Automation Supporting Prolonged Independent Residence for the Elderly (ASPIRE)

As the proportion of elderly population increases, there is a critical need to develop technology to assist older population in their daily activities. To significantly extend the duration of the lifespan in which older adults are able to safely and independently “age in place”, our lab got funded by NSF to work on “Automation Supporting Prolonged Independent Residence for the Elderly” (ASPIRE). This project aims to explore the use of small aerial and ground co-robots in domestic environment. Study shows that for the types of daily activity assistance, fetching objects from the floor or another room, reaching for objects, and finding/delivering items are among those tasks which are preferred to be completed by robot. Thus, it is necessary to design co-robots in a way that promotes comfortable interaction with humans and their environment.

The images below show some of the autonomous vehicles used and delevoped in our lab to assist elderly in tasks such as bringing them their medication, cell phone, or other small household items.


At ACRL we investigate the execution of tasks involving aerial manipulations, including positioning, grasping, and transporting of objects performed by an aerial vehicle, which in most cases is a Vertical Take-Off and Landing (VTOL) Unmanned Aerial Vehicle (UAV), equipped with a gripper (end-effector) and/or robotic manipulator. Such Unmanned Aerial Systems (UASs) gained considerable attention recently as not only the need for robust aerial manipulation keeps increasing, but also new developments in flight control and hardware allow for more ambitious and aggressive flight tasks to be safely executed.The research focuses on elderly care under the ASPIRE research framework where small aerial vehicles augmented with a manipulator are being developed to assist in daily indoor activities. The research work includes but is not limited to: mechanical design, dynamical analysis, robust adaptive flight control law design, machine learning, and trajectory generation.Currently we have two flying prototypes with different manipulator topologies and parameters focusing on a large manipulator to quadcopter mass ratio, showcased below.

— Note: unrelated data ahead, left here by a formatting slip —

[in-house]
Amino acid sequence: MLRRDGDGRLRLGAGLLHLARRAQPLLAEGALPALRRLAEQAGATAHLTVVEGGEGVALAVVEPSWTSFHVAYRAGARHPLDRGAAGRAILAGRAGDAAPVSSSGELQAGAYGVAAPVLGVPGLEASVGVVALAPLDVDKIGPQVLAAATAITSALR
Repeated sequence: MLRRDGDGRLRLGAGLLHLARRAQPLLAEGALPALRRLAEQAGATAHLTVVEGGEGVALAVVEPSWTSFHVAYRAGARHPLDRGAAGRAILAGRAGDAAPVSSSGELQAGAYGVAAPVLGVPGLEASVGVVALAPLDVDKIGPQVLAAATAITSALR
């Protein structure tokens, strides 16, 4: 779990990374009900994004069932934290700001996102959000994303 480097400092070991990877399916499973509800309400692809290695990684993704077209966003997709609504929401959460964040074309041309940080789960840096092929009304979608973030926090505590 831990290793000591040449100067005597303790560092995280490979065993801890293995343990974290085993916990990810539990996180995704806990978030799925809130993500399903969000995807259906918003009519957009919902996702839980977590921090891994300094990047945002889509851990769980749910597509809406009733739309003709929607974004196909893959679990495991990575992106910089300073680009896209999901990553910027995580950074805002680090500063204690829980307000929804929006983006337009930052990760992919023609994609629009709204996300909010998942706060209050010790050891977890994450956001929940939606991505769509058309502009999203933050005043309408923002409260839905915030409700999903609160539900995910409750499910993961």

A UAS equipped with a two-link serial manipulator


A 3-DOF parallel manipulator variant


Dynamic system of the two-link serial UAS


  • R. M. Jones, D. Sun, G. B. Haberfeld, A. Lakshmanan, T. Marinho, and N. Hovakimyan. “Design and Control of a Small Aerial Manipulator for Indoor Environments”, AIAA Information Systems-AIAA Infotech @ Aerospace, AIAA SciTech Forum, 2017 (AIAA 2017-1374).
  • C. Widdowson, H.-J. Yoon, V. Cichella, F. Wang, and N. Hovakimyan. “VR environment for the study of co-located interaction between small UAVs and humans”, 8th International Conference on Applied Human Factors and Ergonomics and the Affiliated Conferences, Los Angeles, USA, 2017
  • T. Marinho, C. Widdowson, A. Oetting, A. Lakshmanan, H. Cui, N. Hovakimyan, R. F. Wang, A. Kirlik, A. LaViers, and D. Stipanovic. “Carebots: Prolonged Elderly Independence Using Small Mobile Robots”, ASME Dynamic Systems & Control Magazine, Vol. 4, No. 3, pp. 3-7, 2016.


ASPIRE on Nightly Business Report CNBC
ASPIRE in the New York Times
ASPIRE on Internet of Things Podcast
ASPIRE in ChicagoInno
Bibbidi Bobbidi Bots

To read more about the NSF/ASPIRE and their funding of this project, click here.